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1907 Baseball Season

1907 Baseball Season Highlights

The 1907 baseball season is also known as the "Year of Cobb." In just one season, Ty Cobb drove in 119 runs, collected 212 hits and stole 49 bases. Below, you will find highlights from the 1907 baseball season:
  • The Cubs repeat as National League champs.

    Al Spalding 1907 baseball season
    Al Spalding created a
    commission to unearth
    the origins of baseball.

  • Al Spalding creates a commission to unearth the origins of baseball.

  • The Tigers win their first American League flag.

  • The Cubs are the first to sweep a World Series (though one of the games is a tie).

  • The Cubs limit the Tigers to six runs in a five-game Series.

  • The Cubs are so pitcher-rich that 18-game winner Carl Lundgren (1.17 ERA) isn't even needed in the Series.

  • Chicago's Harry Steinfeldt leads all Series hitters with a .471 BA.

  • Ty Cobb wins his first batting crown (.350) and first steals crown (49).

  • Honus Wagner easily tops the National League in BA (.350), SA (.513), total bases (264), and steals (61).

  • Christy Mathewson leads the National League in wins (24) and strikeouts (178).

  • Cards rookie Stoney McGlynn leads the National League in innings (352), CGs (33), and losses (25).

  • Jack Pfiester tops the National League in ERA (1.15), as the Cubs have four of the loop's top five in ERA.

  • Cleveland's Addie Joss ties for the lead in wins (27) and is third in ERA (1.83).

  • Chicago's Ed Walsh hurls 422 innings and leads the American League in CGs (37) and ERA (1.60).

  • Rube Waddell wins his seventh, and last, American League strikeout crown (232).

  • Chick Stahl, Boston American League player/manager, commits suicide during spring training.

  • Walter Johnson debuts with Washington.

  • Cy Young, now 40, wins 22 games and posts a 1.99 ERA.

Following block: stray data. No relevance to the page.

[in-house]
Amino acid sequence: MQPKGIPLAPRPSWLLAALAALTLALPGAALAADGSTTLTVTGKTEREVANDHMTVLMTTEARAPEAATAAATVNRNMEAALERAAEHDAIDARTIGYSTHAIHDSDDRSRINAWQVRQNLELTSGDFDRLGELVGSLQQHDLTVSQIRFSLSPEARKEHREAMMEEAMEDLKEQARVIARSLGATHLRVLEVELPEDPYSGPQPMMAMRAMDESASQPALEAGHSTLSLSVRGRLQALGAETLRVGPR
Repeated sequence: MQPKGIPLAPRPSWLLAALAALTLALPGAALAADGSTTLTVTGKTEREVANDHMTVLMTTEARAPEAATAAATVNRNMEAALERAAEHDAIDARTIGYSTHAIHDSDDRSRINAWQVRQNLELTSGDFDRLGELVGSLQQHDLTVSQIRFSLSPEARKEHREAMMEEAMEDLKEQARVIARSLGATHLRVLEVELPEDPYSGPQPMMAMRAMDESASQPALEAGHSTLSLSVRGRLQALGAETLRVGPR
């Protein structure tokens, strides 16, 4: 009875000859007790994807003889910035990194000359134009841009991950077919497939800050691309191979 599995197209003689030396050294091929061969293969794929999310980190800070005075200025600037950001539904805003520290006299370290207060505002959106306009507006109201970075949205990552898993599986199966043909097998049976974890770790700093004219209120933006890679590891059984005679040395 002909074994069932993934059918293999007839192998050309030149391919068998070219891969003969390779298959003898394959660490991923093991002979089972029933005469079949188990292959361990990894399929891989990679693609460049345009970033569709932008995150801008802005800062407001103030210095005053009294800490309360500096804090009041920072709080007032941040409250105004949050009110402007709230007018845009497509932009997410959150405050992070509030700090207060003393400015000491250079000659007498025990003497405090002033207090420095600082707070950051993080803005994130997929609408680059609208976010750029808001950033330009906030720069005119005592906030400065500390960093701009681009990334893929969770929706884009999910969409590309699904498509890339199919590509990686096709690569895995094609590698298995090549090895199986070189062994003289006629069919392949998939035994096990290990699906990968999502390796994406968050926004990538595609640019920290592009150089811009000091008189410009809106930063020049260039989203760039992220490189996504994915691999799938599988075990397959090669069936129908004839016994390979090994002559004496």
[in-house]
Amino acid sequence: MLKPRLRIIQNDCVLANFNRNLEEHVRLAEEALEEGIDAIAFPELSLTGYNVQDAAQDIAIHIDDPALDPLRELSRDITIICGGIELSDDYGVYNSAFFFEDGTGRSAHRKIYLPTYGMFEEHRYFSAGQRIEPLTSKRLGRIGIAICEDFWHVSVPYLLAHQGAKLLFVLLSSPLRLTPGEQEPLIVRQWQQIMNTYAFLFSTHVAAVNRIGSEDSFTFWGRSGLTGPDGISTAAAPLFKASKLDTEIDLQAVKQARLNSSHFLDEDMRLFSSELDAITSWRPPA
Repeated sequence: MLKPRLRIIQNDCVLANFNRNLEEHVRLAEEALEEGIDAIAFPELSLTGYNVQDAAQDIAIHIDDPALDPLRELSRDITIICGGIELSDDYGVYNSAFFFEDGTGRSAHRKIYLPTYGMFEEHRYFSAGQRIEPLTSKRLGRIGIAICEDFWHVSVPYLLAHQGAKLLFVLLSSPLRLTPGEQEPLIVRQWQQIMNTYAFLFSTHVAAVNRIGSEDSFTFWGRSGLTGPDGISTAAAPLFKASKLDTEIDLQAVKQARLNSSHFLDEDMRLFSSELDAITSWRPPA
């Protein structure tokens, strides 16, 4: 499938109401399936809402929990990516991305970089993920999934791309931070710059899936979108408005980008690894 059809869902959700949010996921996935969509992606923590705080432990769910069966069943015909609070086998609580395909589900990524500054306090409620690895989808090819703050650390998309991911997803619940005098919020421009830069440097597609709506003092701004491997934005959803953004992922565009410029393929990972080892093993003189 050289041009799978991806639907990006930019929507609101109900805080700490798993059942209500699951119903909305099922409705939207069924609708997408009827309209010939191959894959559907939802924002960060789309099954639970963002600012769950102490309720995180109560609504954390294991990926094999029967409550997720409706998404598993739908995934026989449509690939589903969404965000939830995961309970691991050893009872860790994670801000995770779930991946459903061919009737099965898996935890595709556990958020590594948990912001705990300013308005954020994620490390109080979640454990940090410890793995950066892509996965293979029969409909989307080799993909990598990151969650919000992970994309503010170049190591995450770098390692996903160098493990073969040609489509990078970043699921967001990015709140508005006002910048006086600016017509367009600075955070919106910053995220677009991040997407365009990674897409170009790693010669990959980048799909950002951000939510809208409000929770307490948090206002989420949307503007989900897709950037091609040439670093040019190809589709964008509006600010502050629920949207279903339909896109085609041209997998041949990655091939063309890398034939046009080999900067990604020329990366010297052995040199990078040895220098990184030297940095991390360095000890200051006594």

• Philly's Harry Davis wins the last of his four consecutive American League homer crowns, as he cracks eight.

  • The Pirates top the National League with a .254 BA., the lowest ever by an National League leader.

  • Catching for New York in the American League, Branch Rickey allows a record 13 stolen bases to Washington on June 28.

  • After owning the Braves since 1877, Arthur Soden sells them to the Dovey brothers.

  • Big Jeff Pfeffer of Boston National League no-hits Cincinnati on May 8.

  • Nick Maddox of Pirates no-hits Brooklyn on Sept. 20.

  • On August 11, Ed Karger of the Cards pitches a seven-inning perfect game.

  • The Boston American League team is first called the "Red Sox."

  • A rule is put in that any appearance by a player in a game counts as a game played.

  • Jim Price of the New York Press revives the practice of recording RBI.

  • Claude Ritchey tops National League second basemen in FA for a record sixth consecutive year.

  • Traded to the Braves, Ginger Beaumont returns to the National League top spot in hits (187).

  • Cobb's 119 RBI top the major league by 27, as American League runner-up Socks Seybold has 92.

  • Wild Bill Donovan of Detroit leads the American League in win pct. (.862).

  • Cleveland refuses a trade offered by the Tigers -- Elmer Flick for Cobb even up.

  • Cincinnati manager Ned Hanlon is fired after a sixth-place finish and never again manages in majors.

  • Braves outfielder Cozy Dolan dies of typhoid fever.

  • George Mullin loses 20 games for Detroit, even though the Tigers lose just 58 all year.

  • Jake Beckley becomes the first to play 20 years in the major league without ever playing on a pennant winner.

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